Well, sort of. The only way that nature can 'touch' a wing is through pressure or friction. The air being accelerated downward causes a high pressure region. So, the pressure is what causes the lift, but the conservation of momentum is what causes the pressure.

    If the plane is going slow enough, you could use Bernoulli to approximate wind velocity or pressure. The shape of the wing doesn't matter. What does matter is the incompressible flow approximation.

    And actually, many jets aren't symmetrical. Most subsonic jets have supercritical airfoils, which allows them to fly faster before the streamlines seperate from the airfoil near Mach 1.

    Supersonic jets may have really flat wings, but they still have some camber.
    Last edited: Mar 26, 2003
  6. Mar 27, 2003 #5
  7. Mar 27, 2003 #6


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    I apologise for the extremely long post...

    I just read the page you posted, and getting a little confused about what they were talking about, went back and reread the related chapters in my textbooks. If you want to read along with what I'm going over, the book I'm using is "Introduction to Flight, Fourth Edition" by John D. Anderson, Jr.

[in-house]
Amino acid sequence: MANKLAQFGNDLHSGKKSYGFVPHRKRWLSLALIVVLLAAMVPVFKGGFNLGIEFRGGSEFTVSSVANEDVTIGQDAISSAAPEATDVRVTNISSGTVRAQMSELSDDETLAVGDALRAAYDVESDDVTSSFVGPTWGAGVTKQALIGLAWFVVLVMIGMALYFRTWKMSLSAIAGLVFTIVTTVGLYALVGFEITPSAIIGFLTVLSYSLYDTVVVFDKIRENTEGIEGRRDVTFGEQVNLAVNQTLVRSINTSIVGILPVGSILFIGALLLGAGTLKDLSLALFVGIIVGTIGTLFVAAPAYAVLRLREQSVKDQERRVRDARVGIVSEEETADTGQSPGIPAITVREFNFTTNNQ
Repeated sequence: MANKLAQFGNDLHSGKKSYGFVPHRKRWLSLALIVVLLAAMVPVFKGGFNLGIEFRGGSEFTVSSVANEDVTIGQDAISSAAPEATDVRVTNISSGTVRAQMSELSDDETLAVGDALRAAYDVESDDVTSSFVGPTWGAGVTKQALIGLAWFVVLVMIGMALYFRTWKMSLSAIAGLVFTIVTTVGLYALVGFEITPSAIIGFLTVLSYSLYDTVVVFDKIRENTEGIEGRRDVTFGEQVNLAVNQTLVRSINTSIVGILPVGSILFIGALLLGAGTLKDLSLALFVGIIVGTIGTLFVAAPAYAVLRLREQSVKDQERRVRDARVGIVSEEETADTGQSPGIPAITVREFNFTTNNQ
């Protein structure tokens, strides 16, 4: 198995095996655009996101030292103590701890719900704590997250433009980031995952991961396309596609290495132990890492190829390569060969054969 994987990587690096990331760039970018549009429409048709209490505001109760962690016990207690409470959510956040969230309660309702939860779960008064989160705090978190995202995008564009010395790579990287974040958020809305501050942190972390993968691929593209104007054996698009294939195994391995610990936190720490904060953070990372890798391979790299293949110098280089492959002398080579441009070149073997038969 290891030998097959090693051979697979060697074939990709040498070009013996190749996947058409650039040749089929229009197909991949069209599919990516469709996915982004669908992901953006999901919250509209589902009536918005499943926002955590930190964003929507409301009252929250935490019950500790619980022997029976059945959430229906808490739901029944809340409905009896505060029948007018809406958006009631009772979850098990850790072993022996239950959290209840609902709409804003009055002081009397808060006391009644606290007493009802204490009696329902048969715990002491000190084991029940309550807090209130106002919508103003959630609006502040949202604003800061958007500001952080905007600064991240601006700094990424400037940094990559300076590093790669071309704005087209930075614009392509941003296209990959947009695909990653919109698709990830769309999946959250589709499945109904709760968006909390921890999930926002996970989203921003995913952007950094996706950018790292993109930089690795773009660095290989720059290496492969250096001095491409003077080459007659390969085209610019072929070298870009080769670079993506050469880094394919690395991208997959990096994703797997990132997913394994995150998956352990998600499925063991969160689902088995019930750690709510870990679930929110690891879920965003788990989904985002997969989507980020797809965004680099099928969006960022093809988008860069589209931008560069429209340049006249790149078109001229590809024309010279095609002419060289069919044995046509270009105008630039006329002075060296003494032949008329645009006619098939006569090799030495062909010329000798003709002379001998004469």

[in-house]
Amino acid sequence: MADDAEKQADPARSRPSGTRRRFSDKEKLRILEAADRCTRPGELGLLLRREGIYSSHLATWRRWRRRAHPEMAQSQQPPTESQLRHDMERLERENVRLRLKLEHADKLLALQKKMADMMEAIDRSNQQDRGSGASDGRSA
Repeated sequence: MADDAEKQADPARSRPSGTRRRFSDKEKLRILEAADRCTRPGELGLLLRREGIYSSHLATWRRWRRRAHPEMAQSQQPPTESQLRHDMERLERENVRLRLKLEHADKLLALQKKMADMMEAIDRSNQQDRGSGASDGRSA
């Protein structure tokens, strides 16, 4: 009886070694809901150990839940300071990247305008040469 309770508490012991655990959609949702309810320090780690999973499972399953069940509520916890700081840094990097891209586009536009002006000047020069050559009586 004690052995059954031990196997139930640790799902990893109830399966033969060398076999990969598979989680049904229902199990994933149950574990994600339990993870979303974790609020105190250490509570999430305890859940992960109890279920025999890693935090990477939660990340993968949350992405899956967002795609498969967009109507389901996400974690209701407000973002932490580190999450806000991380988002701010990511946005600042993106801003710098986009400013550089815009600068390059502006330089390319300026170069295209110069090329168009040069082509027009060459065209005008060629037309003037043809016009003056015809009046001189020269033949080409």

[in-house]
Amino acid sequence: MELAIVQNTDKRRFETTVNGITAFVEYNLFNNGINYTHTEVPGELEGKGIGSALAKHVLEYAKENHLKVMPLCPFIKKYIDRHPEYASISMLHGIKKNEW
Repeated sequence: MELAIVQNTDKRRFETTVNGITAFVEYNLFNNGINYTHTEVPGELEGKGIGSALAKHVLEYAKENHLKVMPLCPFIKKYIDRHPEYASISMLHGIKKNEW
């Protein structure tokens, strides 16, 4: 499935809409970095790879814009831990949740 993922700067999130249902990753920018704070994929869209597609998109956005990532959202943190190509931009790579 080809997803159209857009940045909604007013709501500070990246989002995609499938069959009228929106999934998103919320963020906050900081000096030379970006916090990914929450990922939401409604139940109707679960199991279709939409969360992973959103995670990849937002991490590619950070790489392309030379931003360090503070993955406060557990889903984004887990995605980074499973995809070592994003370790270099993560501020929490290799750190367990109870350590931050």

I believe that the people talking in that correspondance were a little confused about what exactly the "Bernoulli effect" is, and why and when it applies.

    The Bernoulli effect is not a lift produced by a difference in curvature. To say it is, is a misinterpretation of the math. All Bernoulli says is that a faster moving flow will have a lower pressure. That's it.

    Nyal Williams in the last post on the linked page says that: "I believe Bernoulli is incomplete and I prefer Newton."